Analysis: Bin Ladin, in a lucid moment, clarifies two facts that should no longer be debated by intellectuals in the West: First, he will fight until Allah's word is the uppermost, and that of the unbelievers the lowermost. So his deepest motive is theological. Second, he explicitly disavows the Western and secular canard that economic factors trigger terrorism. Economics may be a small factor for a few terrorists (but not for bin Ladin), but as we have already seen, he does not understand free trade and the legitimate purchase of oil from his homeland. If economic exploitation and poverty trigger terrorism, then we should expect to see oppressed people, say, from Rwanda and Bangladesh committing similar violence against the US for the past two decades, culminating in a 9/11. But we do not see this; therefore, economic exploitation and poverty is not the trigger.

8. Islam must dominate the whole world—the root of terrorism.

I am one of the servants of Allah. We do our duty of fighting for the sake of the religion of Allah. It is also our duty to send a call to all people of the world to enjoy this great light and to embrace Islam and experience the happiness in Islam. Our primary mission is nothing but the furthering of this religion.

Analysis: Speaking from his dark hideout, Bin Ladin is so deceived that he thinks terrorism will draw more people to the true religion, which fosters the enjoyment of 'great light' and 'happiness.' In his 1996 Fatwa, he accuses the Saudi royal family of abandoning Shari'ah (Islamic law) and installing civil law. For this betrayal of the true religion, he says, the royal family must be driven out as the Shah was driven out of Iran.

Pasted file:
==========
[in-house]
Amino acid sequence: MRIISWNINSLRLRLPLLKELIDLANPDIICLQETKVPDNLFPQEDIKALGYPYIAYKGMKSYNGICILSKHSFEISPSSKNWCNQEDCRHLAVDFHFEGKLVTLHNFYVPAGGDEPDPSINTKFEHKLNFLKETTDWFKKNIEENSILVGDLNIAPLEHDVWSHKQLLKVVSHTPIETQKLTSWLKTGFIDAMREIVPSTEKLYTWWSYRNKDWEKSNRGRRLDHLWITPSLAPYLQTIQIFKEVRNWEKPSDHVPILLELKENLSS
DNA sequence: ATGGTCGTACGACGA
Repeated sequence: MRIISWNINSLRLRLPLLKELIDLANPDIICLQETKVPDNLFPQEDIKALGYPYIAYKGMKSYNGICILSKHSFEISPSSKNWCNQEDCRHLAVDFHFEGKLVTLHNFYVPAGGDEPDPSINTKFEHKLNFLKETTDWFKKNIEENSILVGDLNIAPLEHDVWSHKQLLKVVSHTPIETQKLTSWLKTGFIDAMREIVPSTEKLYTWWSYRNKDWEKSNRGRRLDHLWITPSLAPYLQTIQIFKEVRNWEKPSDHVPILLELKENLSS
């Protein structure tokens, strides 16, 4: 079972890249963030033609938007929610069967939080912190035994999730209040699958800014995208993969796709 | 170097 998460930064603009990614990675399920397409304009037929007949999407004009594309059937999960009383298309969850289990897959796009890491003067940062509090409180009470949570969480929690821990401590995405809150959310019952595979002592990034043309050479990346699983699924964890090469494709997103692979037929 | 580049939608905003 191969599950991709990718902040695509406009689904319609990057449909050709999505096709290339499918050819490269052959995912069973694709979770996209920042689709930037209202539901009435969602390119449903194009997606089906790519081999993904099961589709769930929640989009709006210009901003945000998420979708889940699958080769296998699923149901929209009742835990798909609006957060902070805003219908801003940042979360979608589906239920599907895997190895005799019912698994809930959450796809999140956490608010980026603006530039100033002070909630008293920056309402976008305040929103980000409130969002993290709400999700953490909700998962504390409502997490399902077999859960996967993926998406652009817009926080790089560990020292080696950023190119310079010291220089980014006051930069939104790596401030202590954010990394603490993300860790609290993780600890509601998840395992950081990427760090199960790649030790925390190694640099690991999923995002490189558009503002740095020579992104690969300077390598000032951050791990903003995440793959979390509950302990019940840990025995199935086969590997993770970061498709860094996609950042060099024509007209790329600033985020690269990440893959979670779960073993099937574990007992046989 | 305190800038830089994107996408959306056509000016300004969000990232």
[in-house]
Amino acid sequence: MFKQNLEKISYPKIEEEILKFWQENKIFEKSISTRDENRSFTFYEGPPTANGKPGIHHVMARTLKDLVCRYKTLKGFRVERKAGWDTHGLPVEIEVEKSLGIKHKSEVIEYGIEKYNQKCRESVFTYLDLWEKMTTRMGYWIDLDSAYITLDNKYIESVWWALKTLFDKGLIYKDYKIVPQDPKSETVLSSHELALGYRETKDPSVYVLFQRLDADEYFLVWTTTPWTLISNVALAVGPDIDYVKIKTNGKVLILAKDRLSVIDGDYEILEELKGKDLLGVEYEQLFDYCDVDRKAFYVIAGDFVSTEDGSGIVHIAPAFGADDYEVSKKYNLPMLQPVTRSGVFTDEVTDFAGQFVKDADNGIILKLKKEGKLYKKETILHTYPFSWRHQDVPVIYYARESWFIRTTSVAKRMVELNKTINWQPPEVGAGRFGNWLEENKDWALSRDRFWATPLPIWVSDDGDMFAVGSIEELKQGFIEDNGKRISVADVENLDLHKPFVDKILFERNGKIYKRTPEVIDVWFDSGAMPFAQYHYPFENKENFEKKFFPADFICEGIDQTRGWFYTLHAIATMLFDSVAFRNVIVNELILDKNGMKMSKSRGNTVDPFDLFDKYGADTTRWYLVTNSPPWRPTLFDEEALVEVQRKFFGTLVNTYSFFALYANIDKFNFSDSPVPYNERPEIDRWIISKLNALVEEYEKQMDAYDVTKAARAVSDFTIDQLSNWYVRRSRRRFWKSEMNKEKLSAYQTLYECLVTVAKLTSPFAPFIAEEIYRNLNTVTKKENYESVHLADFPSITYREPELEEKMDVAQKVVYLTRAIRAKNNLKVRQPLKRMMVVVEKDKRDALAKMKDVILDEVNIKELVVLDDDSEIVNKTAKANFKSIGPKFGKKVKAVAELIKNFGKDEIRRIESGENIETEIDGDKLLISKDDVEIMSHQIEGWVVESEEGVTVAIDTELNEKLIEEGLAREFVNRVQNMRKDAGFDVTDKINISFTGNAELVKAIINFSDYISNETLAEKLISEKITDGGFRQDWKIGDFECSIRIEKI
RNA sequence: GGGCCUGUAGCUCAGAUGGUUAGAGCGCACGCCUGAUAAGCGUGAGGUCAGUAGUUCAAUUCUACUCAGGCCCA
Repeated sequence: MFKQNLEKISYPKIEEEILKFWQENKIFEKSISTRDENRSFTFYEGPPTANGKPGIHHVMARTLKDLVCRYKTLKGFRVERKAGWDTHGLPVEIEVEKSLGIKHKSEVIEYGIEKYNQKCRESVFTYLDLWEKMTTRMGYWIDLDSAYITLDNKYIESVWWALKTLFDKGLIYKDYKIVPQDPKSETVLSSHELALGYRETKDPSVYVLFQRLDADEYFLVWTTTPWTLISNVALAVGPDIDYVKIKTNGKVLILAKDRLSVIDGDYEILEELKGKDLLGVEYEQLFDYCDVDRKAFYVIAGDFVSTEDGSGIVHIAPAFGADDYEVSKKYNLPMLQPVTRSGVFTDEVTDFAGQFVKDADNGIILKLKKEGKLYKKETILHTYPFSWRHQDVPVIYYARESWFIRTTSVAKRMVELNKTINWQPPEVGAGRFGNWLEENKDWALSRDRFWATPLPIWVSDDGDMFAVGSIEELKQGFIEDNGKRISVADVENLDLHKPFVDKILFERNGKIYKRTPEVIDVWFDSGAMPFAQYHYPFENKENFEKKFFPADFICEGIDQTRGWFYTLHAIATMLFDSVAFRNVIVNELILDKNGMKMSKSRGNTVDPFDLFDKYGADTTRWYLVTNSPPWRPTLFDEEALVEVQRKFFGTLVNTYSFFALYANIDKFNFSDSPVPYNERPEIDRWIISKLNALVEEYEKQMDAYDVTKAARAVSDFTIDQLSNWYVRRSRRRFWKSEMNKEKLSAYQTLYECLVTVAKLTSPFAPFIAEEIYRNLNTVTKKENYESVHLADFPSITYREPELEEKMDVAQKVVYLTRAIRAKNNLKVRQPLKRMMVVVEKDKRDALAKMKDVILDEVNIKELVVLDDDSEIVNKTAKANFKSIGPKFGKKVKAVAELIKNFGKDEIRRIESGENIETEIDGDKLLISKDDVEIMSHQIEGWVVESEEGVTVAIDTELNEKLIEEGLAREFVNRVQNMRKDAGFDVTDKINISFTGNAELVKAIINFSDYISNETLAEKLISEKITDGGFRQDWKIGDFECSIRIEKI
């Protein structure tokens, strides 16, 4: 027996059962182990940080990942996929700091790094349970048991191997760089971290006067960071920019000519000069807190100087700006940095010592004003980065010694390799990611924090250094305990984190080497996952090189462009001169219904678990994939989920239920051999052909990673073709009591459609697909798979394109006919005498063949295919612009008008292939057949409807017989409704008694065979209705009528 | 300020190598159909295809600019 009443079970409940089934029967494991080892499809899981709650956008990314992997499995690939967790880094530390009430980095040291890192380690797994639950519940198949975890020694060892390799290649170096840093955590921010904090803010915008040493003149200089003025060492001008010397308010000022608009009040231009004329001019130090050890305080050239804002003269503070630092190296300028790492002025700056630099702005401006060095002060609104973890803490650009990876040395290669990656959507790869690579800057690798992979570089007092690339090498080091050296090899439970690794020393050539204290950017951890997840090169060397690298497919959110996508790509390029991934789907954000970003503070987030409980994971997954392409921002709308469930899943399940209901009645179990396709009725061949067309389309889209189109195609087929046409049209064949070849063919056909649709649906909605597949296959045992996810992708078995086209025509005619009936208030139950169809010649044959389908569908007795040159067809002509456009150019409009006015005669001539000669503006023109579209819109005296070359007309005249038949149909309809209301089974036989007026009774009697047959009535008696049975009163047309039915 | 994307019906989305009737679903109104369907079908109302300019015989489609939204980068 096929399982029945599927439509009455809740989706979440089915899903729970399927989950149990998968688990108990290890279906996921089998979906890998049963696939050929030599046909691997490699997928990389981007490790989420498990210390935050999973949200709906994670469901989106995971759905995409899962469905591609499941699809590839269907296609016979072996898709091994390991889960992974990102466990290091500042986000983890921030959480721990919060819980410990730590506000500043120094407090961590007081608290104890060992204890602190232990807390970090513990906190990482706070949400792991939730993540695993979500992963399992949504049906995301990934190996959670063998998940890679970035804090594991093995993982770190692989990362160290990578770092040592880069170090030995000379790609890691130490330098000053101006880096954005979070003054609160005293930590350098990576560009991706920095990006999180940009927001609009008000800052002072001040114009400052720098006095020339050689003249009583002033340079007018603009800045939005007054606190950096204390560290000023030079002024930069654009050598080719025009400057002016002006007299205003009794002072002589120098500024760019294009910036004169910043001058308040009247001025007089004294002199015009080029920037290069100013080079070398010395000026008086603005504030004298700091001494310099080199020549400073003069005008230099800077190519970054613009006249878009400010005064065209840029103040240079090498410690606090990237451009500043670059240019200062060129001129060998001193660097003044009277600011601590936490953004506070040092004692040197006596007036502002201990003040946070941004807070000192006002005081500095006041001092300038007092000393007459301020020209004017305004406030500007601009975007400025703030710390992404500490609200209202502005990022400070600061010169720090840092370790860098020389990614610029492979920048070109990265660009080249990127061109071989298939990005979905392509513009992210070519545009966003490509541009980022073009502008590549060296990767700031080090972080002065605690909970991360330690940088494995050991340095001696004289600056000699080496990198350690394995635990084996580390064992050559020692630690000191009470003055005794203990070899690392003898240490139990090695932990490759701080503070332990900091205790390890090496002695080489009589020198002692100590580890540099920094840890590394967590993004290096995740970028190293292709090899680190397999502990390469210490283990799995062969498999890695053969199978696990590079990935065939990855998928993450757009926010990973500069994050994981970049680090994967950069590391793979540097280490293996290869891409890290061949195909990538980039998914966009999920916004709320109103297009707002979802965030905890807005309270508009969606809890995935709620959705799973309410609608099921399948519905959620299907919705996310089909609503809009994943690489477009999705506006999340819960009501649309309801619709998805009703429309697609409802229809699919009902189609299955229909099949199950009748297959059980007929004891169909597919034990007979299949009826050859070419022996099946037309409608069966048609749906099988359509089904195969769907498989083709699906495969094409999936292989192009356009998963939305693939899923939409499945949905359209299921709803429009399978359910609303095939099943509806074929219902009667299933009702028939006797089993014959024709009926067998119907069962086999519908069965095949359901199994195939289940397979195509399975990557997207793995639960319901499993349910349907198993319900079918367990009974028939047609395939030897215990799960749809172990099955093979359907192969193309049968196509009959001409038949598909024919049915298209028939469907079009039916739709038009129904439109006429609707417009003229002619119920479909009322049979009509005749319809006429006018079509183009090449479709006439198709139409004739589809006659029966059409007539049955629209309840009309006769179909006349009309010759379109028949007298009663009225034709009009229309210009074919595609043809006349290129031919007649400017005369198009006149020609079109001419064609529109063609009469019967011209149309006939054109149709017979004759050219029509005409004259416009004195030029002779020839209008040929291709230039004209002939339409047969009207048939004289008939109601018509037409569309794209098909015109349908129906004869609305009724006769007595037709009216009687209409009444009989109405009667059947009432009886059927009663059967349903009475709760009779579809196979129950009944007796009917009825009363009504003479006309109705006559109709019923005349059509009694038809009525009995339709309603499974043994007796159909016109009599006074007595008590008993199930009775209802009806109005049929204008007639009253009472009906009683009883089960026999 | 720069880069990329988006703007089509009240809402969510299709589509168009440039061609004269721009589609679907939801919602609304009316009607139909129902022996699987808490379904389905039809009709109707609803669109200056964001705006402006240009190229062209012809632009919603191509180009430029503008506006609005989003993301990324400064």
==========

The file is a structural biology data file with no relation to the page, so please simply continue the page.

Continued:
It is a fact, however, that Arabia is one of the most restrictive lands in the Islamic world—women cannot even drive cars—so if society in Arabia is unholy, one shudders to imagine what kind of religion bin Ladin would impose there and on the world. Therefore, temporarily propping up the royal family with oil purchases may be distasteful, but the world could do a lot worse if some other religiously radical regime took over. Bin Ladin proves that. And Al—Zarqawi, the Jordanian terrorist stalking Iraq and beheading innocents, agrees with bin Ladin: Islam must dominate the world. 

Bin Ladin believes he is following his Prophet, because in other speeches he cites many verses from the Qur'an and the Hadith (later traditions about Muhammad) about fighting infidels (2:278—279; 5:44; 4:65). Of course, bin Ladin takes things to extremes. However, as noted elsewhere, the moment a Founder of a religion picks up a sword, ambiguities or seeds of conflict are planted in it, and later (mis)interpretations can grow up.

His 'primary mission' agrees with his numerous assertions in the interview that the US is a Crusader, which implies the expansion of Christianity. That is the deepest motive for bin Ladin and other terrorists. They are afraid of the regression of Islam in the face of the Christian West's progression. I argue in an earlier article that a logic derived from twisted theology motivates them the most deeply, which goes as follows:

(1) If A, then B. If God endorses Islam, then it should expand endlessly.
(2) A obtains (in the terrorists' view). God does indeed endorse Islam.
(3) Therefore, B. Therefore, it should be expanding endlessly.

However, here is the denial of their logic, which terrorizes them, so in turn they terrorize the US, which, for them, represents the negation, the not—B.